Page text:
Global supply chains go green

A non-profit environmental group has awarded 58 companies a place on its leaderboard of businesses successfully engaging with suppliers to drive down emissions. The number of firms recognised for their […]

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By Jonny Bairstow

A non-profit environmental group has awarded 58 companies a place on its leaderboard of businesses successfully engaging with suppliers to drive down emissions.

The number of firms recognised for their efforts on CDP’s second annual Supplier Engagement leader board doubled since last year.

These businesses, which include Bank of America, BT, Nestlé, Panasonic, Rolls Royce and Unilever, have slashed the carbon footprint of their supply chains while also lowering other environmental risks.

The CDP also praises a 15% rise in suppliers disclosing water data to their customers and an increase in the number of businesses tackling deforestation.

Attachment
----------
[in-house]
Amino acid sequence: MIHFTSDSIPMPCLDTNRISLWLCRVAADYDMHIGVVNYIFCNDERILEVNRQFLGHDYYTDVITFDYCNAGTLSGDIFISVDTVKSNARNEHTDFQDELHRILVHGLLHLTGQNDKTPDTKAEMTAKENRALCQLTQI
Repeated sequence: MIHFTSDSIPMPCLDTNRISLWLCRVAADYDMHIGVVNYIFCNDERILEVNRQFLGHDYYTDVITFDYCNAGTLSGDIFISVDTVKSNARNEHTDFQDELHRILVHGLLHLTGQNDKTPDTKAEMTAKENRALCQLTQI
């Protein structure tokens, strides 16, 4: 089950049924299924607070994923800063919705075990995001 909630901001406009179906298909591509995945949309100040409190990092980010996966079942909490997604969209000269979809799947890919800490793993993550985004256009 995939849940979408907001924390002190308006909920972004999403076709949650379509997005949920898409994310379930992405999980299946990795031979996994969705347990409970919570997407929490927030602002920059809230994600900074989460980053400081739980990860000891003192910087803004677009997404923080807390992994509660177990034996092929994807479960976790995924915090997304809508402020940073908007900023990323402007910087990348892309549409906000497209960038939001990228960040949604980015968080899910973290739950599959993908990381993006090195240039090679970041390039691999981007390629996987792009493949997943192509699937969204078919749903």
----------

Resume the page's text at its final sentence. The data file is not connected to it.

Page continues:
The Kellogg Company was recognised for introducing a 21-country-wide programme to support around 294,000 farmers to become more sustainable and build resilience to the impacts of climate change.

Sky hit the leaderboard as a result of pioneering a circular economy model for its products, using sustainable design to create a closed loop system with zero waste to landfill.

The report suggests awareness of climate change-related risks and opportunities is increasing down the supply chain.

More than three-quarters of suppliers responding to CDP identified inherent climate change risks to their business and more than half reported they have integrated climate change into their business strategy.

The CDP said there is huge potential for positive impact – reductions equivalent to 551 million metric tonnes of carbon dioxide were reported by suppliers worldwide in 2017.